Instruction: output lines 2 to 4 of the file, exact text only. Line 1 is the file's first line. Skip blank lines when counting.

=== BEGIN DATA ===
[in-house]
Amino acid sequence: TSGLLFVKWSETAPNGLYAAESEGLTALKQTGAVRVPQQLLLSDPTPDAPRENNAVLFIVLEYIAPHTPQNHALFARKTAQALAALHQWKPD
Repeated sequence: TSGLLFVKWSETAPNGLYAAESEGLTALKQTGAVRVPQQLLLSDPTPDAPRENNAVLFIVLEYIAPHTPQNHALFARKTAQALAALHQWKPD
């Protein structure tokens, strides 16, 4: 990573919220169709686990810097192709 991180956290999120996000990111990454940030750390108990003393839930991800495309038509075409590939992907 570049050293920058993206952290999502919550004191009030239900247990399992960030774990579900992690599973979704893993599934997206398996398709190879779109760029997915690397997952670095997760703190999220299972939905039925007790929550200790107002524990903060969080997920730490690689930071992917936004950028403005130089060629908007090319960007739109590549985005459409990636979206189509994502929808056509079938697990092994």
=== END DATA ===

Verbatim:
Amino acid sequence: TSGLLFVKWSETAPNGLYAAESEGLTALKQTGAVRVPQQLLLSDPTPDAPRENNAVLFIVLEYIAPHTPQNHALFARKTAQALAALHQWKPD
Repeated sequence: TSGLLFVKWSETAPNGLYAAESEGLTALKQTGAVRVPQQLLLSDPTPDAPRENNAVLFIVLEYIAPHTPQNHALFARKTAQALAALHQWKPD
């Protein structure tokens, strides 16, 4: 990573919220169709686990810097192709 991180956290999120996000990111990454940030750390108990003393839930991800495309038509075409590939992907 570049050293920058993206952290999502919550004191009030239900247990399992960030774990579900992690599973979704893993599934997206398996398709190879779109760029997915690397997952670095997760703190999220299972939905039925007790929550200790107002524990903060969080997920730490690689930071992917936004950028403005130089060629908007090319960007739109590549985005459409990636979206189509994502929808056509079938697990092994």